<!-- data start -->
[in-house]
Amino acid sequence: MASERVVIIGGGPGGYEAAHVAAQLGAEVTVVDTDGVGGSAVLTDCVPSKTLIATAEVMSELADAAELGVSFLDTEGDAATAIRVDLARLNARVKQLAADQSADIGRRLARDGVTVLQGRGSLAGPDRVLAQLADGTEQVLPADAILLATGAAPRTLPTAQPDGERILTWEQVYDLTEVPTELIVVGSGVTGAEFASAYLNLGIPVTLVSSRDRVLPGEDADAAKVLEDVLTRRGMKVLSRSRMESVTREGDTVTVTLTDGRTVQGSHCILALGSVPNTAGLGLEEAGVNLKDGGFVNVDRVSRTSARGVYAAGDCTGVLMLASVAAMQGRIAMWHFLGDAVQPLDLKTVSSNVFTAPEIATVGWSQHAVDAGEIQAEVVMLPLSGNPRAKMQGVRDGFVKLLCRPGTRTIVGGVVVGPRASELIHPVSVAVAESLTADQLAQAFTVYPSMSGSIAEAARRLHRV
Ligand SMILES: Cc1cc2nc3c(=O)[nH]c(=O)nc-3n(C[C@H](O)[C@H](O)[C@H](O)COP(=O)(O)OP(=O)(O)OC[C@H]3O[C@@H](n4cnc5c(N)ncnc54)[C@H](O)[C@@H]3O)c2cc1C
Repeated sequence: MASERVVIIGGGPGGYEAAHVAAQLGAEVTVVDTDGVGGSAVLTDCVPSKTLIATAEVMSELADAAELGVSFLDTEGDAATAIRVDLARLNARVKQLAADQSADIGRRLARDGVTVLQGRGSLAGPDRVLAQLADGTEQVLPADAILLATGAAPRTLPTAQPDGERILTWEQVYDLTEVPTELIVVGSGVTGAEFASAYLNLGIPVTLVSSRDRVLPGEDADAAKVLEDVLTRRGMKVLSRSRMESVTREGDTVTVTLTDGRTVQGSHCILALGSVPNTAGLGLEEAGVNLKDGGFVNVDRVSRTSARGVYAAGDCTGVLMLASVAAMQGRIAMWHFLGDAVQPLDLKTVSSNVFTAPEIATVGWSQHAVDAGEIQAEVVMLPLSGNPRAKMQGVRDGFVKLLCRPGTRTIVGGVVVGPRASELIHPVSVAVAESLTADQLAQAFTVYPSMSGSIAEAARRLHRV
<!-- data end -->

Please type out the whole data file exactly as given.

[in-house]
Amino acid sequence: MASERVVIIGGGPGGYEAAHVAAQLGAEVTVVDTDGVGGSAVLTDCVPSKTLIATAEVMSELADAAELGVSFLDTEGDAATAIRVDLARLNARVKQLAADQSADIGRRLARDGVTVLQGRGSLAGPDRVLAQLADGTEQVLPADAILLATGAAPRTLPTAQPDGERILTWEQVYDLTEVPTELIVVGSGVTGAEFASAYLNLGIPVTLVSSRDRVLPGEDADAAKVLEDVLTRRGMKVLSRSRMESVTREGDTVTVTLTDGRTVQGSHCILALGSVPNTAGLGLEEAGVNLKDGGFVNVDRVSRTSARGVYAAGDCTGVLMLASVAAMQGRIAMWHFLGDAVQPLDLKTVSSNVFTAPEIATVGWSQHAVDAGEIQAEVVMLPLSGNPRAKMQGVRDGFVKLLCRPGTRTIVGGVVVGPRASELIHPVSVAVAESLTADQLAQAFTVYPSMSGSIAEAARRLHRV
Ligand SMILES: Cc1cc2nc3c(=O)[nH]c(=O)nc-3n(C[C@H](O)[C@H](O)[C@H](O)COP(=O)(O)OP(=O)(O)OC[C@H]3O[C@@H](n4cnc5c(N)ncnc54)[C@H](O)[C@@H]3O)c2cc1C
Repeated sequence: MASERVVIIGGGPGGYEAAHVAAQLGAEVTVVDTDGVGGSAVLTDCVPSKTLIATAEVMSELADAAELGVSFLDTEGDAATAIRVDLARLNARVKQLAADQSADIGRRLARDGVTVLQGRGSLAGPDRVLAQLADGTEQVLPADAILLATGAAPRTLPTAQPDGERILTWEQVYDLTEVPTELIVVGSGVTGAEFASAYLNLGIPVTLVSSRDRVLPGEDADAAKVLEDVLTRRGMKVLSRSRMESVTREGDTVTVTLTDGRTVQGSHCILALGSVPNTAGLGLEEAGVNLKDGGFVNVDRVSRTSARGVYAAGDCTGVLMLASVAAMQGRIAMWHFLGDAVQPLDLKTVSSNVFTAPEIATVGWSQHAVDAGEIQAEVVMLPLSGNPRAKMQGVRDGFVKLLCRPGTRTIVGGVVVGPRASELIHPVSVAVAESLTADQLAQAFTVYPSMSGSIAEAARRLHRV